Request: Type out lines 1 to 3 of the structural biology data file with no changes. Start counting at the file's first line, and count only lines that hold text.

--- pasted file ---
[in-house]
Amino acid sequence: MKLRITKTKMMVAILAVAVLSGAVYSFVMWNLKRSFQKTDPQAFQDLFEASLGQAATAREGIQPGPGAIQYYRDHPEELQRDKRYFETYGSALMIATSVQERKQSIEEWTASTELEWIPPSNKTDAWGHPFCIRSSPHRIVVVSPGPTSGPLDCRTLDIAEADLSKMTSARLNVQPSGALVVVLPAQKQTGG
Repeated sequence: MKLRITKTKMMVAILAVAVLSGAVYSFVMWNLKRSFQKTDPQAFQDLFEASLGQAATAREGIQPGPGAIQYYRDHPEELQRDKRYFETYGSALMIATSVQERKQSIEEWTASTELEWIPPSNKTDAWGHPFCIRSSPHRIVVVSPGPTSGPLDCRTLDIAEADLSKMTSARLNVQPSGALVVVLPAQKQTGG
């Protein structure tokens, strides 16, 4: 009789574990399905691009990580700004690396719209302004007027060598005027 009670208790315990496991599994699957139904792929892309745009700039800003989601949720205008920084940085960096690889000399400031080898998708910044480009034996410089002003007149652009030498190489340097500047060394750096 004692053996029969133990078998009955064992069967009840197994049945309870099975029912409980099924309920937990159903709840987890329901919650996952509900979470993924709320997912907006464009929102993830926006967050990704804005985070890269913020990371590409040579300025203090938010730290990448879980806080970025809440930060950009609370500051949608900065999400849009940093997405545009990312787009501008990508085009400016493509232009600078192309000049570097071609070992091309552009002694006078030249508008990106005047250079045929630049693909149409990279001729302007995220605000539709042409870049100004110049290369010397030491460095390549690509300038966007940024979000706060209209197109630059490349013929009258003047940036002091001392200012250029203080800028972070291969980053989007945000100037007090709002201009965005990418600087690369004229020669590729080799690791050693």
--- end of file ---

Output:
[in-house]
Amino acid sequence: MKLRITKTKMMVAILAVAVLSGAVYSFVMWNLKRSFQKTDPQAFQDLFEASLGQAATAREGIQPGPGAIQYYRDHPEELQRDKRYFETYGSALMIATSVQERKQSIEEWTASTELEWIPPSNKTDAWGHPFCIRSSPHRIVVVSPGPTSGPLDCRTLDIAEADLSKMTSARLNVQPSGALVVVLPAQKQTGG
Repeated sequence: MKLRITKTKMMVAILAVAVLSGAVYSFVMWNLKRSFQKTDPQAFQDLFEASLGQAATAREGIQPGPGAIQYYRDHPEELQRDKRYFETYGSALMIATSVQERKQSIEEWTASTELEWIPPSNKTDAWGHPFCIRSSPHRIVVVSPGPTSGPLDCRTLDIAEADLSKMTSARLNVQPSGALVVVLPAQKQTGG